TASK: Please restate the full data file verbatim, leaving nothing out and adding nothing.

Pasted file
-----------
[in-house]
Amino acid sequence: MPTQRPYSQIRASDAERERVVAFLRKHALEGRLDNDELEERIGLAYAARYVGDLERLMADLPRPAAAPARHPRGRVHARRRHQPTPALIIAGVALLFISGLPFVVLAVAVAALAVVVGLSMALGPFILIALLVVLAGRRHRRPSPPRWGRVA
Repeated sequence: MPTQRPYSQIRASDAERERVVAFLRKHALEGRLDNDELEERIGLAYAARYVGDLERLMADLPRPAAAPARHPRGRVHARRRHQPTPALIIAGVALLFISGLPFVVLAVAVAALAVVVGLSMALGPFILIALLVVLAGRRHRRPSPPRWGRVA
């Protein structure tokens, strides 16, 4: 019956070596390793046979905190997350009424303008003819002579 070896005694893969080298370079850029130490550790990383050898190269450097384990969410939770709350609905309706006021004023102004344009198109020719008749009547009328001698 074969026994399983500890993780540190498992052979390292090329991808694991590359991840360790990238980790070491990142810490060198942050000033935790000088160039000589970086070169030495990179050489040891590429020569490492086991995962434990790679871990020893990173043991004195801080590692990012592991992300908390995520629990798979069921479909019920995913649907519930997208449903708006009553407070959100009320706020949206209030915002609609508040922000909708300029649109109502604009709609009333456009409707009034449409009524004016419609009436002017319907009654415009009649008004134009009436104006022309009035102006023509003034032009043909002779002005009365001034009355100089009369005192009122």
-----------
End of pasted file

[in-house]
Amino acid sequence: MPTQRPYSQIRASDAERERVVAFLRKHALEGRLDNDELEERIGLAYAARYVGDLERLMADLPRPAAAPARHPRGRVHARRRHQPTPALIIAGVALLFISGLPFVVLAVAVAALAVVVGLSMALGPFILIALLVVLAGRRHRRPSPPRWGRVA
Repeated sequence: MPTQRPYSQIRASDAERERVVAFLRKHALEGRLDNDELEERIGLAYAARYVGDLERLMADLPRPAAAPARHPRGRVHARRRHQPTPALIIAGVALLFISGLPFVVLAVAVAALAVVVGLSMALGPFILIALLVVLAGRRHRRPSPPRWGRVA
């Protein structure tokens, strides 16, 4: 019956070596390793046979905190997350009424303008003819002579 070896005694893969080298370079850029130490550790990383050898190269450097384990969410939770709350609905309706006021004023102004344009198109020719008749009547009328001698 074969026994399983500890993780540190498992052979390292090329991808694991590359991840360790990238980790070491990142810490060198942050000033935790000088160039000589970086070169030495990179050489040891590429020569490492086991995962434990790679871990020893990173043991004195801080590692990012592991992300908390995520629990798979069921479909019920995913649907519930997208449903708006009553407070959100009320706020949206209030915002609609508040922000909708300029649109109502604009709609009333456009409707009034449409009524004016419609009436002017319907009654415009009649008004134009009436104006022309009035102006023509003034032009043909002779002005009365001034009355100089009369005192009122």